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Adekanye and the scholarship on civil-military relations in Nigeria

By Tunji Olaopa
27 July 2023   |   3:40 am
Woodrow Wilson, that eminent political scientist, and preeminent former president of the United States, once noted fundamentally that “the method of political science is the interpretation of life; its instrument is insight, a nice understanding of subtle, unformulated conditions.”

Adekanye

Woodrow Wilson, that eminent political scientist, and preeminent former president of the United States, once noted fundamentally that “the method of political science is the interpretation of life; its instrument is insight, a nice understanding of subtle, unformulated conditions.”

With this statement, Wilson stands in the same line as the one of the leading theorists of political science, Niccolò Machiavelli. For both of them, political science is the study of actualities and realities of the political state of the human world—the interpretation of life and its unformulated and subtle conditions by which humans live their lives.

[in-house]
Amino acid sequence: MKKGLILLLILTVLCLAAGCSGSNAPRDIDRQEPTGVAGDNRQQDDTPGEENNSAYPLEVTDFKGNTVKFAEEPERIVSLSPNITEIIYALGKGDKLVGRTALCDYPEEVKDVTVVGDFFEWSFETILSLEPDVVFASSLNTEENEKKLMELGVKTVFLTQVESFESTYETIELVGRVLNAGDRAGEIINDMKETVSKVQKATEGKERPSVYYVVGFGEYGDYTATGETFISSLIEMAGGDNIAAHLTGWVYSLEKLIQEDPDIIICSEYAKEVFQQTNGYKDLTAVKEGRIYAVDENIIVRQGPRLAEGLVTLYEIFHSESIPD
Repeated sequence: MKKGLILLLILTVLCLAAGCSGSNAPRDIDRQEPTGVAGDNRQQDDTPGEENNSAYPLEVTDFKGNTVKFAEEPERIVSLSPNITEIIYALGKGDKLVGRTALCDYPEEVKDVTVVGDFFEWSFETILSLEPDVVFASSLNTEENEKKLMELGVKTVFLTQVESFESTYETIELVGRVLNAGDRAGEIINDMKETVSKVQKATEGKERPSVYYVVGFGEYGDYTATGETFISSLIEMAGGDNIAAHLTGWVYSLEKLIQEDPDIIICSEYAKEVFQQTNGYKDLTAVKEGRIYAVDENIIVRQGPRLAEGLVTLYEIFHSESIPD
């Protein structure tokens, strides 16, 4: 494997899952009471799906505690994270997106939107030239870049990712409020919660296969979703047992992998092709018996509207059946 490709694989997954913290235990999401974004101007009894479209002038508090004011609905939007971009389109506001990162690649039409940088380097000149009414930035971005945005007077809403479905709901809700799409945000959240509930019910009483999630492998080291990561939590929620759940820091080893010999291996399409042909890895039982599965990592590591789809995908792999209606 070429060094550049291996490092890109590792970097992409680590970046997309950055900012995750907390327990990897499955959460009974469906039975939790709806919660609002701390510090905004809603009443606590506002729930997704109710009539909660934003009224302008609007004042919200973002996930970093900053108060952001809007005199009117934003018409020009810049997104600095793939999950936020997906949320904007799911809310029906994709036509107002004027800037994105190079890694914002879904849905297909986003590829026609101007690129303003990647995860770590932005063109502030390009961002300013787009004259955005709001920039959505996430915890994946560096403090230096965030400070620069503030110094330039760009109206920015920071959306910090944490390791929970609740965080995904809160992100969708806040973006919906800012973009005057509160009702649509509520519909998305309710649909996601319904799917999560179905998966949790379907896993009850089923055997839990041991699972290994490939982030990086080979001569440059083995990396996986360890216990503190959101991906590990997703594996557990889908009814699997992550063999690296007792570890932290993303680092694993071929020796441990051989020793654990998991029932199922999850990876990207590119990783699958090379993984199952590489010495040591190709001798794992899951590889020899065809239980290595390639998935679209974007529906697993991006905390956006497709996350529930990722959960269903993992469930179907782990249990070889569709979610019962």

Politics for Machiavelli relates to the brute necessity of power, and how that plays a role in the organisation of human lives and how the society can be made more progressive and flourishing. This is one of the most enduring significances of studying Machiavelli. However, it is one thing to understand Machiavelli and the context of the politics of sixteen century Florence in Italy.